Predator avoidance might also provide motivation to attend colonies, which, in striking contrast to the situation for many colonial breeding species, typically are safe locations inaccessible to important predators during the breeding season (Testa 1994). Thus, prebreeders in good condition may be able to forgo better foraging opportunities to attend colonies and avoid predation, and perhaps simultaneously acquire useful information. Necessary modeling assumptions precluded a test for differences in survival for seals that did or did not attend reproductive colonies. However, such a test is also irrelevant for the youngest age classes, which are most likely to have state-dependent survival rates, because they are almost entirely absent from Erebus Bay. Apparently, most young seals initially cannot afford to attend colonies regardless of any possible benefits from such attendance.

The state-dependent TE rates that we observed (Fig. 4), along with the observation that many seals apparently recruited without first attending colonies (Fig. 1), suggest that prolonged TE could be a strategy emphasizing improved body condition over potential benefits of information gathering at reproductive colonies. Emigration behavior and foraging efficiency, especially in adverse conditions, can be influenced by phenotype and genotype (Ims and Hjermann 2001; McMahon and Matter 2006; Lescroël et al. 2010). Benefits of improved body condition from prolonged TE could include earlier onset of reproduction than would otherwise be possible or the ability to produce larger pups, which are more likely to survive (McMahon et al. 2003; Proffitt et al. 2008). It is possible that attendance strategies influence choices of recruitment locations, interactions with pups, or long-term reproductive trajectories. Accumulating data on parturition and weaning masses of first-time mothers and their pups should prove useful for evaluating possible trade-offs of alternative TE strategies followed by prebreeders. For at least one species (black-legged kittiwake; Rissa tridactyla), an information-gathering strategy rather than a strategy of prolonged TE resulted in the greatest long-term reproductive success (Aubry et al. 2009). Postulating benefits of TE rests on the reasonable assumptions that TE allows higher-quality foraging than is possible in the reproductive areas and that such increased opportunity can translate into improved body condition. Validating these assumptions will require currently unavailable data on actual movements and body conditions of seals.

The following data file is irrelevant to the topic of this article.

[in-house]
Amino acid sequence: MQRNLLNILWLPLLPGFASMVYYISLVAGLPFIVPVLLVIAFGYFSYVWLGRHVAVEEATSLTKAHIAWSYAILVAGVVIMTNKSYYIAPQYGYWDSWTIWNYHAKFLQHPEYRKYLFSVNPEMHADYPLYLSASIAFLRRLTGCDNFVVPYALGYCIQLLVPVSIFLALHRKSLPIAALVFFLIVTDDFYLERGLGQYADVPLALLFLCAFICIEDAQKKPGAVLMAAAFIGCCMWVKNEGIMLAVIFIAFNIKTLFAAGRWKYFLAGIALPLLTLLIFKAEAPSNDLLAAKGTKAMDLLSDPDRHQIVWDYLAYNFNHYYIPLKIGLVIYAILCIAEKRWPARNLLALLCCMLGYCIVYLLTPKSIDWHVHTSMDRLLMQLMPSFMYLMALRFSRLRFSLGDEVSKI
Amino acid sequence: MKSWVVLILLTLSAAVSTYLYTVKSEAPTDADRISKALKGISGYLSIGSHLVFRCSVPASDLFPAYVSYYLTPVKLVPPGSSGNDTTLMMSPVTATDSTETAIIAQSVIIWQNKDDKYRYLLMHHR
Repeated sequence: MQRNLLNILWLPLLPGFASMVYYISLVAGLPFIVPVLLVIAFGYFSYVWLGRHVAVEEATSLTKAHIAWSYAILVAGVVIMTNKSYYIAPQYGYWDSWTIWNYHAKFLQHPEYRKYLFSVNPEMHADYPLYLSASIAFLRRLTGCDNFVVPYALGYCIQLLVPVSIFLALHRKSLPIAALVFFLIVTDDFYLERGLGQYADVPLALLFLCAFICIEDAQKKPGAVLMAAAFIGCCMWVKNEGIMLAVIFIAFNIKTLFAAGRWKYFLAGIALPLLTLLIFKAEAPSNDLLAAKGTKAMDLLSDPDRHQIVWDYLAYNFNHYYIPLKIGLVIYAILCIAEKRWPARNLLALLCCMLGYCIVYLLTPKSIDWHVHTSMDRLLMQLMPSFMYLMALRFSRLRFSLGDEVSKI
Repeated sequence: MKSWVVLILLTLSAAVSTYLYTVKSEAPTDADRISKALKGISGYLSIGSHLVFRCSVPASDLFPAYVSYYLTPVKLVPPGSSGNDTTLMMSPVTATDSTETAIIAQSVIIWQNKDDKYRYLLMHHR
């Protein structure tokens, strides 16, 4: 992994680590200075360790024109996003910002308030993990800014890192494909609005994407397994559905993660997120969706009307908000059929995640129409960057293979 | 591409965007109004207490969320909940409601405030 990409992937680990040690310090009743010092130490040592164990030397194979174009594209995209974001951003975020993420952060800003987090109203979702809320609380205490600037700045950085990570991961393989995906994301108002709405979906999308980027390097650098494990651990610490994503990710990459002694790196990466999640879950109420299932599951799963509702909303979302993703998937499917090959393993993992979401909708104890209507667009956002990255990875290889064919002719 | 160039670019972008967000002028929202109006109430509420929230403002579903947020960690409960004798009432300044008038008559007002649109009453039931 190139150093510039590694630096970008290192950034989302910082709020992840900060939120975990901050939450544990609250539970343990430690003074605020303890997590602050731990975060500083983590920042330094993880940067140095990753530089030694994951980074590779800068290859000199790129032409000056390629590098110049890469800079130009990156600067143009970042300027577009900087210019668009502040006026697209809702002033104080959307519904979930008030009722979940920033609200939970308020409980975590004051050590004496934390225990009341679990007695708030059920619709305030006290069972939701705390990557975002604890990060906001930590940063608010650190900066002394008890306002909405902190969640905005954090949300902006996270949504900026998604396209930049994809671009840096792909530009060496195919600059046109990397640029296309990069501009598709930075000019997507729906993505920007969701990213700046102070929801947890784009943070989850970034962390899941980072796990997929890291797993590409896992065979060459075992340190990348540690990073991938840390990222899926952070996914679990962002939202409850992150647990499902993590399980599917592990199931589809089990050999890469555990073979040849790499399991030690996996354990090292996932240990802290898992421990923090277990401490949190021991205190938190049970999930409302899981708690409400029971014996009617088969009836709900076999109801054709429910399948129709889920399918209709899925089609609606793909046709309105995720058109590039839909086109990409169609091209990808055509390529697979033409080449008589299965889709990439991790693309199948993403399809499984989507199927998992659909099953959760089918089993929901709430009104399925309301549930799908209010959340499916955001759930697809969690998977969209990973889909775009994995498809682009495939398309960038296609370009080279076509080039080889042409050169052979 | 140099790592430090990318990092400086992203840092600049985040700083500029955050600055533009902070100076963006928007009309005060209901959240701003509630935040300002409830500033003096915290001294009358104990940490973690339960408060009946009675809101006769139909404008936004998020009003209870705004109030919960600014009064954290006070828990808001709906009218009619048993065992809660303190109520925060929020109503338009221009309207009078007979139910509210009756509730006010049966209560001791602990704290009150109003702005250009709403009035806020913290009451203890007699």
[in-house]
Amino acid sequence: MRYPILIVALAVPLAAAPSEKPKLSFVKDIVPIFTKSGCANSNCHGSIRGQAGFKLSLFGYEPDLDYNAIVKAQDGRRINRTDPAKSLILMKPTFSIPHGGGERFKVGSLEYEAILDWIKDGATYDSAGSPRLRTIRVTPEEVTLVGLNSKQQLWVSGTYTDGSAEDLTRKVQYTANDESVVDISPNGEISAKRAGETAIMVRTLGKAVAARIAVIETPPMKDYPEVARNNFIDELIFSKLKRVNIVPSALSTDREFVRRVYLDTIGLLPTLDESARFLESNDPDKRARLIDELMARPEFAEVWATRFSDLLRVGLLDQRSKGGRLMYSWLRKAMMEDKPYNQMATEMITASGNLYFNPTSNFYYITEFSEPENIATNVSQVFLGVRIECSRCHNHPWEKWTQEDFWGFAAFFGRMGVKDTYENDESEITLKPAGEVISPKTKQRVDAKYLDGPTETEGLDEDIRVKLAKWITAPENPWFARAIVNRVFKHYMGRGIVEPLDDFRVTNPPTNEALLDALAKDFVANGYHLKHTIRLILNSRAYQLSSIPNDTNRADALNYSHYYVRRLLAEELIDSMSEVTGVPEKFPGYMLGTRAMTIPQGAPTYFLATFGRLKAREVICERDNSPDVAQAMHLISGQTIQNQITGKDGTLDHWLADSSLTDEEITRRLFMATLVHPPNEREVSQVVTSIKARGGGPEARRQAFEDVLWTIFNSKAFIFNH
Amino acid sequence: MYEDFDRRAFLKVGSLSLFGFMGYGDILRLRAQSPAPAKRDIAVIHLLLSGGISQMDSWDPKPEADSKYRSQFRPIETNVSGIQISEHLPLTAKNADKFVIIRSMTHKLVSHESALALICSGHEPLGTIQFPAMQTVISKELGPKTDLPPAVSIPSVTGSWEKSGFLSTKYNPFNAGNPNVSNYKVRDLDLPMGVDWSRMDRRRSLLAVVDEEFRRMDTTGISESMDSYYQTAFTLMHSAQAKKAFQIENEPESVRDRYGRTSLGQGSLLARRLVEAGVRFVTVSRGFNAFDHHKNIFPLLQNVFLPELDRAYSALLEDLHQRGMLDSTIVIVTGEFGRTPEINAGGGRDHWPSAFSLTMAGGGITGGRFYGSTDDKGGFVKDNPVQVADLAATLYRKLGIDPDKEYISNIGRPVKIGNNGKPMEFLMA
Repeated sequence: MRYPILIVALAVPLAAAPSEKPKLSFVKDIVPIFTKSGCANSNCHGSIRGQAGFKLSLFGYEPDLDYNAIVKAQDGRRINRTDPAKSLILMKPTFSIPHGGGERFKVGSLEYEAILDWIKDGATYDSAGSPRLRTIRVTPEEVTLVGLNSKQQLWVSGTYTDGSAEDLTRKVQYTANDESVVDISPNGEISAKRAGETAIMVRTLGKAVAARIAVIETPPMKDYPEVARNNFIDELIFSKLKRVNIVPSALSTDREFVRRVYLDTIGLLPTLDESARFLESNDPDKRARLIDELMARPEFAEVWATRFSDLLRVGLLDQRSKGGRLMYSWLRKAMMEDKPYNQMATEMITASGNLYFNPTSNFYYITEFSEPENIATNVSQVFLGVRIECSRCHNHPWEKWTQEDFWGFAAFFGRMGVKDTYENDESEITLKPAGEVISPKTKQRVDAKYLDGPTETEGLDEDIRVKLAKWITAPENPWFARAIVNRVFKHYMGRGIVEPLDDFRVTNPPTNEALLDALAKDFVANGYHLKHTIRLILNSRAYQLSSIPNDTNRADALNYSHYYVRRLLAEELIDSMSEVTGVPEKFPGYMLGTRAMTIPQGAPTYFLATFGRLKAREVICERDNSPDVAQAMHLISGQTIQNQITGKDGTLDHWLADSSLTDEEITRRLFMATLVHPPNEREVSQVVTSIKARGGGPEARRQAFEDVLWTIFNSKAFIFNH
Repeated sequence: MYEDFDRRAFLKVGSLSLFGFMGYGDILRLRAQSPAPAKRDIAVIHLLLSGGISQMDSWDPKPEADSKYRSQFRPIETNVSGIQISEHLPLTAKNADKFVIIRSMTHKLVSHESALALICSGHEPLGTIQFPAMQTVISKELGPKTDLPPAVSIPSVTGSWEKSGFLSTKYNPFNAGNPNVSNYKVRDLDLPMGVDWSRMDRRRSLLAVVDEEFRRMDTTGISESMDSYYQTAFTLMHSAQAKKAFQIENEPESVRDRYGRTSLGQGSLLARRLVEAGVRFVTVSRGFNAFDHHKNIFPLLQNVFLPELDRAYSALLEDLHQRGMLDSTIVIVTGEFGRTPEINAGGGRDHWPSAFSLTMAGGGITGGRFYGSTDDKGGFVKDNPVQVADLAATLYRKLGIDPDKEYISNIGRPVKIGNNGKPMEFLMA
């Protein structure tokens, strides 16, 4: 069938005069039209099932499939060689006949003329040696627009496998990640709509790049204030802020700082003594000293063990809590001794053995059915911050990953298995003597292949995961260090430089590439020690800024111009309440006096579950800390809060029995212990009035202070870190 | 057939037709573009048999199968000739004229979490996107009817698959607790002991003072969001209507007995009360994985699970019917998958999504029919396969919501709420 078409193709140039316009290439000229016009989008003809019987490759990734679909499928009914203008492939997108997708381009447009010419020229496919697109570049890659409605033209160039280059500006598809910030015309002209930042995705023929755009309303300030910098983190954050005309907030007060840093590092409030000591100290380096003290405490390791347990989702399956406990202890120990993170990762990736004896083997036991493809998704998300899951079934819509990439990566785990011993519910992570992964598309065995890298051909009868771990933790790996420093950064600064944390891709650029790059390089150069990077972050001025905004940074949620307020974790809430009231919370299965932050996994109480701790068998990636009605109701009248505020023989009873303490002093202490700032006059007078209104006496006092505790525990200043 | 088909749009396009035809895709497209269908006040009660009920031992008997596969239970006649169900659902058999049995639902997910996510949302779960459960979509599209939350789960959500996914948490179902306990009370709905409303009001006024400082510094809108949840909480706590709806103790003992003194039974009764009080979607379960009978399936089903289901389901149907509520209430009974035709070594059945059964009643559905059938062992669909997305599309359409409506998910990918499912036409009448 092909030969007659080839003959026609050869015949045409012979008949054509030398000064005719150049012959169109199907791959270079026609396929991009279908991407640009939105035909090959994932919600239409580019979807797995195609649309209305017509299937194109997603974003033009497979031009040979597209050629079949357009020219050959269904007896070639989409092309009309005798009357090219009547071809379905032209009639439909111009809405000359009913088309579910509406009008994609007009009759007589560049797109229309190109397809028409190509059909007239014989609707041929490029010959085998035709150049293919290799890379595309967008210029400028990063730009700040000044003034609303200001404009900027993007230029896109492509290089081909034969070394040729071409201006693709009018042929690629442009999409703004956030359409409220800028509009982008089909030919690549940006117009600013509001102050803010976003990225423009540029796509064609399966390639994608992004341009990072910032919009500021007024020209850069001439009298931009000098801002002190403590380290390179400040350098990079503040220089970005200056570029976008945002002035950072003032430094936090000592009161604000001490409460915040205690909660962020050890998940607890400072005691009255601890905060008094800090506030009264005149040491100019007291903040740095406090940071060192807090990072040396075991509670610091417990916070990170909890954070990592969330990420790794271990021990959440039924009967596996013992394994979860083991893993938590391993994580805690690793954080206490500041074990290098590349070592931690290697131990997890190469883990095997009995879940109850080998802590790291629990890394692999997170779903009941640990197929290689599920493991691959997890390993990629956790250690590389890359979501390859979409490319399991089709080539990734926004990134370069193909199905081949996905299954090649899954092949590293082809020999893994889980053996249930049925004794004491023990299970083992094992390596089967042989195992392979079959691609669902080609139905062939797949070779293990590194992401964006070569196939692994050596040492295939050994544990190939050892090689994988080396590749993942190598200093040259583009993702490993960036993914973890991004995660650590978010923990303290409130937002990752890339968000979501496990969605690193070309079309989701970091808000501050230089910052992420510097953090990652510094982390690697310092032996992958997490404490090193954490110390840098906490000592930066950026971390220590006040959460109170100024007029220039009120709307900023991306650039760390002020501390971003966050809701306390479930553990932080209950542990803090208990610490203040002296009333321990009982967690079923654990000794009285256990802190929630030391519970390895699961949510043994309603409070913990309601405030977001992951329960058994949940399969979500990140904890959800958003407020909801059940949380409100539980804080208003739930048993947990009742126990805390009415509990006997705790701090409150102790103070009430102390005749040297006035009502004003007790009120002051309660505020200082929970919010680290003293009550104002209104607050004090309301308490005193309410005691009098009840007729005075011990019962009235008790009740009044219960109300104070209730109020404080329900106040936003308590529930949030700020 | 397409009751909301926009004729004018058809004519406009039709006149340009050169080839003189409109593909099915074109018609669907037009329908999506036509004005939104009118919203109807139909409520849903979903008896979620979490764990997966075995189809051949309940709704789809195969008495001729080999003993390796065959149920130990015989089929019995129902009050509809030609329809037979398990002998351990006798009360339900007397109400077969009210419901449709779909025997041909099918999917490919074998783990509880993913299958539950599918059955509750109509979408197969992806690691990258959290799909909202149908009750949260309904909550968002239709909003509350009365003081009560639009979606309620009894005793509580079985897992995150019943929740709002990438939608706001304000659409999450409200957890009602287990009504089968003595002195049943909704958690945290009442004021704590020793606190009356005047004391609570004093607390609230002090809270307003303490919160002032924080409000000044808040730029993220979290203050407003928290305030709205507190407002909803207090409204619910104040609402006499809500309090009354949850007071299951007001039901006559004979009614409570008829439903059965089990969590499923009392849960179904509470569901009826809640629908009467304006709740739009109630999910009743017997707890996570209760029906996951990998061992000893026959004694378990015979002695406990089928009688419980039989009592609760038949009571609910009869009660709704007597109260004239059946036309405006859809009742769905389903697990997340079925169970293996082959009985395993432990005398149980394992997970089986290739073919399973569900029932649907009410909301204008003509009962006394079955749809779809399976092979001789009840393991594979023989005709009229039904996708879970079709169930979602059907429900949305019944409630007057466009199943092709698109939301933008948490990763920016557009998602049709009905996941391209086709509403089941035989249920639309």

We observed considerable annual variation in recruitment and TE rates, which suggests that perhaps one or both types of demographic rates are influenced by variations in annual environmental conditions. In particular, our results indicate a period of increased TE rates and roughly corresponding decreases in recruitment rates after 2000 (Fig. 4b, d), with a possible consequent increase in the average recruitment age (7.1, SE = 0.6 before 2004; 8.3, SE = 09 afterward). During this period, an unusually large iceberg that broke off the Ross Ice Shelf became grounded in the Ross Sea northeast of Ross Island and dramatically altered sea-ice dynamics in McMurdo Sound and beyond, and also directly or indirectly influenced primary productivity and population dynamics of top-trophic species (Arrigo et al. 2002; Arrigo and van Dijken 2003; Kooyman et al. 2007; Remy et al. 2008). Recruitment rates of Weddell seal rebounded sharply and TE rates dropped after the iceberg broke up and moved away from McMurdo Sound in 2006 (Fig. 4). It remains to be seen whether the average recruitment age will decrease. Although the mechanisms by which the iceberg might have influenced Weddell seal demographic rates remain somewhat unclear, the timing of shifts in recruitment and TE rates that we observed suggests that shifts likely are related to changes in ice conditions resulting from the grounding of this large iceberg. Sea-ice dynamics possibly influence TE rates by directly influencing food availability, by shifting spatial distribution of the best foraging areas, or by altering access to Erebus Bay and other alternative breeding locations. Primary production in the southwest Ross Sea tends to be greatest in years with minimal sea-ice extent (Arrigo and van Dijken 2003), and although lags in the presumed trophic cascades relevant to Weddell seal foraging ecology are not well described, increased productivity eventually should drive increased foraging success for Weddell seals, which in turn could motivate greater colony attendance as growth or maintenance needs are met. In contrast, in years with extensive fast-ice, the prey-rich marginal ice zone (Brierley et al. 2002) is distant from Erebus Bay, and colony attendance could necessitate more time away from high-quality foraging areas.